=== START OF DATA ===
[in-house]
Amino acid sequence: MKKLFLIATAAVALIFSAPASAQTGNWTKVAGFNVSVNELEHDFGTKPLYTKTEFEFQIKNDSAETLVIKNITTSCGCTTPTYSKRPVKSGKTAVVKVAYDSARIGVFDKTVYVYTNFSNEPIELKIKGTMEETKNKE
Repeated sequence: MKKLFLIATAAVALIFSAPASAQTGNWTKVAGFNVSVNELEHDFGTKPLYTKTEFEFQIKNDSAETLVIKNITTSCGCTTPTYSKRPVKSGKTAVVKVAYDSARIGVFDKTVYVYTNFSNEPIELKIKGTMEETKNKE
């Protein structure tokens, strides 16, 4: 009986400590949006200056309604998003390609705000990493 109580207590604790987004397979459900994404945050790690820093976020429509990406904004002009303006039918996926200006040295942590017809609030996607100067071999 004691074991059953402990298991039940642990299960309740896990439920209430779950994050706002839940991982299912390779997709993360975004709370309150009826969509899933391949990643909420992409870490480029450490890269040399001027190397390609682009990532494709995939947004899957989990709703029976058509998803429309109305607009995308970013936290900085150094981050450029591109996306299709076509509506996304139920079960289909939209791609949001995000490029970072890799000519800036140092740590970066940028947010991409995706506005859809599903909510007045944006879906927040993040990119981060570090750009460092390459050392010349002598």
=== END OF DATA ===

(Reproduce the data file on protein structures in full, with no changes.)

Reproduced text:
[in-house]
Amino acid sequence: MKKLFLIATAAVALIFSAPASAQTGNWTKVAGFNVSVNELEHDFGTKPLYTKTEFEFQIKNDSAETLVIKNITTSCGCTTPTYSKRPVKSGKTAVVKVAYDSARIGVFDKTVYVYTNFSNEPIELKIKGTMEETKNKE
Repeated sequence: MKKLFLIATAAVALIFSAPASAQTGNWTKVAGFNVSVNELEHDFGTKPLYTKTEFEFQIKNDSAETLVIKNITTSCGCTTPTYSKRPVKSGKTAVVKVAYDSARIGVFDKTVYVYTNFSNEPIELKIKGTMEETKNKE
């Protein structure tokens, strides 16, 4: 009986400590949006200056309604998003390609705000990493 109580207590604790987004397979459900994404945050790690820093976020429509990406904004002009303006039918996926200006040295942590017809609030996607100067071999 004691074991059953402990298991039940642990299960309740896990439920209430779950994050706002839940991982299912390779997709993360975004709370309150009826969509899933391949990643909420992409870490480029450490890269040399001027190397390609682009990532494709995939947004899957989990709703029976058509998803429309109305607009995308970013936290900085150094981050450029591109996306299709076509509506996304139920079960289909939209791609949001995000490029970072890799000519800036140092740590970066940028947010991409995706506005859809599903909510007045944006879906927040993040990119981060570090750009460092390459050392010349002598």